05/01/2019 / By Tracey Watson
The human papillomavirus, known as HPV, is an incredibly common sexually transmitted infection. Though just the name HPV strikes fear into the hearts of many, for the most part, it is totally harmless. The CDC’s website notes that, “HPV is so common that nearly all sexually active people get it at some point in their lives.” While the agency warns that HPV can cause genital warts and cervical cancer, and that the vaccine is therefore vitally important, the figures just don’t back that statement up. The CDC’s own statistics show that 79 million Americans are currently infected with HPV, yet only about 100 of these will have genital warts at any given time, and only about 11,000 women are diagnosed with cervical cancer in any given year.
While it is not my intention to diminish the suffering of those 11,000 women in any way, it does seem startling that the CDC is recommending that everybody be vaccinated against a disease that only affects around 0.014 percent of all those infected with the virus – especially when hordes of distraught families have spoken out about the devastating effect this vaccine has had on their children.
One of the affected families is the Beattie family from Wigton, England. Zara Beattie, 13, was once a sporty young girl who loved football, netball and cycling. She now virtually never leaves her bed, and is wheelchair-bound when she does leave home, after suffering a reaction to the Gardasil HPV vaccine back in 2015.
Zara’s mom, Anthea, describes her daughter as an “80-year-old in a teenager’s body.” Zara is unable to stand without feeling faint, has to be homeschooled because she’s simply too exhausted to go to school, and can barely cope with sitting up to have a meal. She also suffers from constant headaches, as well as muscle and joint pain.
“On a bad day the poor girl can’t even stand up,” Anthea explains. “She will stay in bed all day and crawl to the toilet. She’s got a stool by the sink for when she cleans her teeth.”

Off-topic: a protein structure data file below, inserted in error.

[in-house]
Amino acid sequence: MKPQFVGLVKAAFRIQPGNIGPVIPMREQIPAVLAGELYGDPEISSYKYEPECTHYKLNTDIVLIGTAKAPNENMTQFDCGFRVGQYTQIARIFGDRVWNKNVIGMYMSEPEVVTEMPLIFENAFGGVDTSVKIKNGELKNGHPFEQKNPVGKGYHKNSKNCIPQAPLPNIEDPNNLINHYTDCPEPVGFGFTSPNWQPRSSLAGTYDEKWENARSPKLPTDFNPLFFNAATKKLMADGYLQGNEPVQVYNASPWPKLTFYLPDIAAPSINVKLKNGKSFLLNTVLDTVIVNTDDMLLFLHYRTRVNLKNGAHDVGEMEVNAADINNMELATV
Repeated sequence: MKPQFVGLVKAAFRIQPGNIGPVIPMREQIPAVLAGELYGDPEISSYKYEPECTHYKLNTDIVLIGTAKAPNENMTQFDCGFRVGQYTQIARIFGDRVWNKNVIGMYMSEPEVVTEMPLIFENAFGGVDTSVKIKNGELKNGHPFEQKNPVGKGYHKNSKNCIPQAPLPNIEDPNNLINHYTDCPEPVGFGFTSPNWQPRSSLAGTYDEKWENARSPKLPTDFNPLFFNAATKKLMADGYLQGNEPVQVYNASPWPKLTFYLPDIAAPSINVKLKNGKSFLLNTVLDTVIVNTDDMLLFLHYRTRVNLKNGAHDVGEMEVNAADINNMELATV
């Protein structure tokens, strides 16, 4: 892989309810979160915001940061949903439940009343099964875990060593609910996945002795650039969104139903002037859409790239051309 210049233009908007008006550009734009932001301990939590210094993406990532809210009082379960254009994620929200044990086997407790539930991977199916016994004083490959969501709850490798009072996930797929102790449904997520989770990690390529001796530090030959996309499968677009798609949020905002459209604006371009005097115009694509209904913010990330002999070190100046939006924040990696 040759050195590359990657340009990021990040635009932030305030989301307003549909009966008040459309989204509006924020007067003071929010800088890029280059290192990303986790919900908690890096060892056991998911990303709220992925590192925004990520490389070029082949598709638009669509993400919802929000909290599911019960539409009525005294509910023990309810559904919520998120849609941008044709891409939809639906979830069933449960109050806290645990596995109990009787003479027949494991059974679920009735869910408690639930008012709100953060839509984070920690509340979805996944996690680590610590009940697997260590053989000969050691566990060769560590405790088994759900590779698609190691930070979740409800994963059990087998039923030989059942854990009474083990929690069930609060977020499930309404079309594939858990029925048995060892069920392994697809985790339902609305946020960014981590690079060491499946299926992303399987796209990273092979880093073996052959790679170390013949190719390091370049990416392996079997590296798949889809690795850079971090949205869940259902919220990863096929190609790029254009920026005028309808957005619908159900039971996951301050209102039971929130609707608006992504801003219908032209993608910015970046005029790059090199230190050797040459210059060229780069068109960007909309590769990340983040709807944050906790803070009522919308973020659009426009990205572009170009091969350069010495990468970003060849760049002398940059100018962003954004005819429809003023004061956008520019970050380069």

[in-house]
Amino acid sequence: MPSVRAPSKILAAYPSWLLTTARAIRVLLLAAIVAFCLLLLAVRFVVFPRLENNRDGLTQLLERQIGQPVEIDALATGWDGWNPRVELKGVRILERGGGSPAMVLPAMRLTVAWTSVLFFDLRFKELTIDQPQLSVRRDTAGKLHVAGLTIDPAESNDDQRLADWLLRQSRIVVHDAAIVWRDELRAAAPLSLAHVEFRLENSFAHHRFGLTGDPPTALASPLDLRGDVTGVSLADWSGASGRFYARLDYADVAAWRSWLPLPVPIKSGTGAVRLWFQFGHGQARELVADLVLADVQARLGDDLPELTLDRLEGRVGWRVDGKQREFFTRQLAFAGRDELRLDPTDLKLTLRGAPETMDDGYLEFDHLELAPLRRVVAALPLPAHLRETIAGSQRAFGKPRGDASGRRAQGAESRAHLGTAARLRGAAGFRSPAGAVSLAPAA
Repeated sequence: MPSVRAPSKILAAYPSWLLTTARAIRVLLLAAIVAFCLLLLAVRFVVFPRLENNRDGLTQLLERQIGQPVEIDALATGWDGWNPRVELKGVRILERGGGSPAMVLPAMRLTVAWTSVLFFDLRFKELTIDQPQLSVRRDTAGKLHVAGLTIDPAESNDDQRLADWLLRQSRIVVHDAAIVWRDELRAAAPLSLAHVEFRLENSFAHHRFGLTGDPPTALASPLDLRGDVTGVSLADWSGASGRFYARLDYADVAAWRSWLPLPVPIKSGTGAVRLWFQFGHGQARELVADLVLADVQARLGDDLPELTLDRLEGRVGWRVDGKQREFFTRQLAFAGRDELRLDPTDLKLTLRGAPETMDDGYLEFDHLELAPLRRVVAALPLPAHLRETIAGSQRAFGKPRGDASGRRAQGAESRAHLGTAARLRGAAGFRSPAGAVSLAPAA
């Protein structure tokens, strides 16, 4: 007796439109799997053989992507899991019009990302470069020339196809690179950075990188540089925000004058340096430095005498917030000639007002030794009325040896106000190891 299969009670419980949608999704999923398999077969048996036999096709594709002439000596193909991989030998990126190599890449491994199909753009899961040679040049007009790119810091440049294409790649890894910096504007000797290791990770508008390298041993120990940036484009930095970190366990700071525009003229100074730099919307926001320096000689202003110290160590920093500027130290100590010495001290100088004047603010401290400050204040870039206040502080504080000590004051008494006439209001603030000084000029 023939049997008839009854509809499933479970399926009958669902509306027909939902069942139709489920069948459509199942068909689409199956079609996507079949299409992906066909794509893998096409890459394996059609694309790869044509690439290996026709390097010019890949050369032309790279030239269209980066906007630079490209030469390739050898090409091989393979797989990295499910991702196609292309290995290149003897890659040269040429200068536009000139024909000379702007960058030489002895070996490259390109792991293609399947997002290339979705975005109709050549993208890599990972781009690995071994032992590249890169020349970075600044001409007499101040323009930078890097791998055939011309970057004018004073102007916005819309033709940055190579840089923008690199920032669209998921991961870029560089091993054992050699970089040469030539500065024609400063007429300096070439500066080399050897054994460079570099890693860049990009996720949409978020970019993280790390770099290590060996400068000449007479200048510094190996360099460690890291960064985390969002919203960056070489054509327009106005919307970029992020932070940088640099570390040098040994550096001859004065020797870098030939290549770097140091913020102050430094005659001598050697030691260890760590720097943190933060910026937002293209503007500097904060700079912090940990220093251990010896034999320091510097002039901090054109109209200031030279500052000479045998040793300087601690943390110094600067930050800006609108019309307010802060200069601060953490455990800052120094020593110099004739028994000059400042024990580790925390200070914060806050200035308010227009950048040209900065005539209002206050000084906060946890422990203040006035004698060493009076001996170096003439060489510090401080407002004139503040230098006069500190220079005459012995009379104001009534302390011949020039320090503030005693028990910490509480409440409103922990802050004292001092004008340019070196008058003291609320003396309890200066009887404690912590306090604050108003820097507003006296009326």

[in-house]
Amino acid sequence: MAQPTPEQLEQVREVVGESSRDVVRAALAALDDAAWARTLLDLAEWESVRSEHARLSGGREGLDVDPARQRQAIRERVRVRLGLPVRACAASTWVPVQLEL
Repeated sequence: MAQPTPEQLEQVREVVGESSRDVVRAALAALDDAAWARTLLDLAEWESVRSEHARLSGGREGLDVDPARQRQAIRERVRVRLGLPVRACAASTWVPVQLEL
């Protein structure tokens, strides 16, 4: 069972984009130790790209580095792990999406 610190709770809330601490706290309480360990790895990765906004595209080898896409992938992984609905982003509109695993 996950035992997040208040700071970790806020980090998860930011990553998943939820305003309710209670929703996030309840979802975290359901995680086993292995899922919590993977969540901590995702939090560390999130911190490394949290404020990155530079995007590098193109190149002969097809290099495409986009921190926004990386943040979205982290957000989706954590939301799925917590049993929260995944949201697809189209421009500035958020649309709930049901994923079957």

What is particularly noteworthy about this story is that Anthea is a nurse who has practiced for over 30 years. This really is one of medicine’s own speaking out against a procedure she obediently subjected her daughter to because she believed in the system. The entire family will now have to live with that decision for the rest of their lives.
Zara has been diagnosed with a condition called postural orthostatic tachycardia syndrome (PoTS), but her doctors at the University of Newcastle Royal Victoria Infirmary, while staunchly insisting that the vaccine didn’t cause her illness, have been unable to come up with a viable alternative cause.
Doctors claim that around 400 lives are saved each year because of the HPV vaccines Gardasil and Cervarix. That figure looks dubious when one considers the overall HPV statistics, but even if their claim is true, it fails to take into account all the damage the vaccine also causes.
At least 44 girls have died from these vaccines, and more than 15,000 have reported adverse effects, including seizures, blood clots, lupus, brain inflammation and Guillain-Barré syndrome. (RELATED: Lead developer of HPV vaccine admits it’s a giant, deadly scam.)
In Ireland, more than 200 teenagers have reported “acute physical side-effects” after being given the HPV vaccine at their schools.
In Denmark, one of the country’s national television stations, TV2, aired a documentary entitled The Vaccinated Girls – Sick and Betrayed, which revealed that many young girls had developed severe health problems after being vaccinated against HPV.
And in Japan, dozens of teenage girls injured by the toxic HPV vaccine have filed suit against both the government and the drug companies who produce the vaccine.
How many more young girls and their families will have to suffer before these governments stop focusing on lining the pockets of Big Pharma, and start focusing on protecting the people under their care?